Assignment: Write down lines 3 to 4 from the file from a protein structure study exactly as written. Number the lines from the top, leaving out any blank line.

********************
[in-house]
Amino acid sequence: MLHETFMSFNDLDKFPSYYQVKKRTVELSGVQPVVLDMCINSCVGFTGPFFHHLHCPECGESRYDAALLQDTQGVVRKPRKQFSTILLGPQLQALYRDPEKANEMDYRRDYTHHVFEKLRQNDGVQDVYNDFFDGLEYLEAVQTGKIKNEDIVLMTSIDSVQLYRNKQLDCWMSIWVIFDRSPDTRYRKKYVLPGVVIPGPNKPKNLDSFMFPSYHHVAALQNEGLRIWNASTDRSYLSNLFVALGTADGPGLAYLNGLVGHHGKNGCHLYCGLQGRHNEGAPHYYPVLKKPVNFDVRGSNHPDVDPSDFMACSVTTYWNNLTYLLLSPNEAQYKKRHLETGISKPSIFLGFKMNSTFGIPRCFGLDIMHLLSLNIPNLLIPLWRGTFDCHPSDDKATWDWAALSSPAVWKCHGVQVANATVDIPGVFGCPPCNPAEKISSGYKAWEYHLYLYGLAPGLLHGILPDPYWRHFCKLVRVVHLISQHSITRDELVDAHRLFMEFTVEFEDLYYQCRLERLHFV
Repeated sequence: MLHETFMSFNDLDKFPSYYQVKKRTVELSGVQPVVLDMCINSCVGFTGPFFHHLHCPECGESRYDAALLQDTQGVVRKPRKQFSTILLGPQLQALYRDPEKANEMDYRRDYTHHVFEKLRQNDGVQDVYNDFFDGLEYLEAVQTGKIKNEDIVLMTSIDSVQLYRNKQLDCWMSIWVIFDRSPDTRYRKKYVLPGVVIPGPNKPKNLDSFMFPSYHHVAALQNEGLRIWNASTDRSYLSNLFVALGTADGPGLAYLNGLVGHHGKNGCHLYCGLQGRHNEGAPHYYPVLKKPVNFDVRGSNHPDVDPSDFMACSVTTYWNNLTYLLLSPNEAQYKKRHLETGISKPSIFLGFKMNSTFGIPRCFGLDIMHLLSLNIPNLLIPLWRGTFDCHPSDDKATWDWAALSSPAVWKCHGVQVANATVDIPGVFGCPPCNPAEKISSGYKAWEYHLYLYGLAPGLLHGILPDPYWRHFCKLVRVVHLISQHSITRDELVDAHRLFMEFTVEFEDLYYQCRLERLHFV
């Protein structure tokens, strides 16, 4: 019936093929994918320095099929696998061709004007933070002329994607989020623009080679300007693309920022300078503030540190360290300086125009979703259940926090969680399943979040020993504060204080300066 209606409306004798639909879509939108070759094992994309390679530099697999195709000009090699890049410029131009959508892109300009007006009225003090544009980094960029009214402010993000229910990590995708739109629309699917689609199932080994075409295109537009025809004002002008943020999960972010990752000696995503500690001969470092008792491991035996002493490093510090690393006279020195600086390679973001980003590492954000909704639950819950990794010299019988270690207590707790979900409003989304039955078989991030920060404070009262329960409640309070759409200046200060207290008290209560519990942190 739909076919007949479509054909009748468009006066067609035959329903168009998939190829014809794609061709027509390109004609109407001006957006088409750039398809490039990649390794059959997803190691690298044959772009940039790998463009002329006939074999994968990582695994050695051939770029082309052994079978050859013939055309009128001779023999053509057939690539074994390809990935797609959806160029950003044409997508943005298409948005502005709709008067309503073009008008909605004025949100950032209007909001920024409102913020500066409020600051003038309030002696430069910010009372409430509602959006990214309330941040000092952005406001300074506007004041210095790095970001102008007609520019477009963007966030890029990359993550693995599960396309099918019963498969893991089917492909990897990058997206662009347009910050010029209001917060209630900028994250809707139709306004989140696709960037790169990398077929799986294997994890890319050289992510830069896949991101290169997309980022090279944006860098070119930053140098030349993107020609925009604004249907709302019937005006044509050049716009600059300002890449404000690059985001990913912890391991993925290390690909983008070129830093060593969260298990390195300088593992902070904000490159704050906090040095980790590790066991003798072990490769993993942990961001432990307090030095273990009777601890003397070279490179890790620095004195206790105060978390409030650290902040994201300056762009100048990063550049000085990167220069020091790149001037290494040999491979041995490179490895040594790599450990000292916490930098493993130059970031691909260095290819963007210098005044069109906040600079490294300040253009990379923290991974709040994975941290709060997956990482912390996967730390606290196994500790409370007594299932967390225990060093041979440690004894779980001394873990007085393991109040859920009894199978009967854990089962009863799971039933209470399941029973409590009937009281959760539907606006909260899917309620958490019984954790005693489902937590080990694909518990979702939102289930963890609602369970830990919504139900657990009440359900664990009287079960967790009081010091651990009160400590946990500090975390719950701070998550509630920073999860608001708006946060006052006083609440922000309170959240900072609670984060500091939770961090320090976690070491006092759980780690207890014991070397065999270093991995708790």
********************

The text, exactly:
Repeated sequence: MLHETFMSFNDLDKFPSYYQVKKRTVELSGVQPVVLDMCINSCVGFTGPFFHHLHCPECGESRYDAALLQDTQGVVRKPRKQFSTILLGPQLQALYRDPEKANEMDYRRDYTHHVFEKLRQNDGVQDVYNDFFDGLEYLEAVQTGKIKNEDIVLMTSIDSVQLYRNKQLDCWMSIWVIFDRSPDTRYRKKYVLPGVVIPGPNKPKNLDSFMFPSYHHVAALQNEGLRIWNASTDRSYLSNLFVALGTADGPGLAYLNGLVGHHGKNGCHLYCGLQGRHNEGAPHYYPVLKKPVNFDVRGSNHPDVDPSDFMACSVTTYWNNLTYLLLSPNEAQYKKRHLETGISKPSIFLGFKMNSTFGIPRCFGLDIMHLLSLNIPNLLIPLWRGTFDCHPSDDKATWDWAALSSPAVWKCHGVQVANATVDIPGVFGCPPCNPAEKISSGYKAWEYHLYLYGLAPGLLHGILPDPYWRHFCKLVRVVHLISQHSITRDELVDAHRLFMEFTVEFEDLYYQCRLERLHFV
């Protein structure tokens, strides 16, 4: 019936093929994918320095099929696998061709004007933070002329994607989020623009080679300007693309920022300078503030540190360290300086125009979703259940926090969680399943979040020993504060204080300066 209606409306004798639909879509939108070759094992994309390679530099697999195709000009090699890049410029131009959508892109300009007006009225003090544009980094960029009214402010993000229910990590995708739109629309699917689609199932080994075409295109537009025809004002002008943020999960972010990752000696995503500690001969470092008792491991035996002493490093510090690393006279020195600086390679973001980003590492954000909704639950819950990794010299019988270690207590707790979900409003989304039955078989991030920060404070009262329960409640309070759409200046200060207290008290209560519990942190 739909076919007949479509054909009748468009006066067609035959329903168009998939190829014809794609061709027509390109004609109407001006957006088409750039398809490039990649390794059959997803190691690298044959772009940039790998463009002329006939074999994968990582695994050695051939770029082309052994079978050859013939055309009128001779023999053509057939690539074994390809990935797609959806160029950003044409997508943005298409948005502005709709008067309503073009008008909605004025949100950032209007909001920024409102913020500066409020600051003038309030002696430069910010009372409430509602959006990214309330941040000092952005406001300074506007004041210095790095970001102008007609520019477009963007966030890029990359993550693995599960396309099918019963498969893991089917492909990897990058997206662009347009910050010029209001917060209630900028994250809707139709306004989140696709960037790169990398077929799986294997994890890319050289992510830069896949991101290169997309980022090279944006860098070119930053140098030349993107020609925009604004249907709302019937005006044509050049716009600059300002890449404000690059985001990913912890391991993925290390690909983008070129830093060593969260298990390195300088593992902070904000490159704050906090040095980790590790066991003798072990490769993993942990961001432990307090030095273990009777601890003397070279490179890790620095004195206790105060978390409030650290902040994201300056762009100048990063550049000085990167220069020091790149001037290494040999491979041995490179490895040594790599450990000292916490930098493993130059970031691909260095290819963007210098005044069109906040600079490294300040253009990379923290991974709040994975941290709060997956990482912390996967730390606290196994500790409370007594299932967390225990060093041979440690004894779980001394873990007085393991109040859920009894199978009967854990089962009863799971039933209470399941029973409590009937009281959760539907606006909260899917309620958490019984954790005693489902937590080990694909518990979702939102289930963890609602369970830990919504139900657990009440359900664990009287079960967790009081010091651990009160400590946990500090975390719950701070998550509630920073999860608001708006946060006052006083609440922000309170959240900072609670984060500091939770961090320090976690070491006092759980780690207890014991070397065999270093991995708790």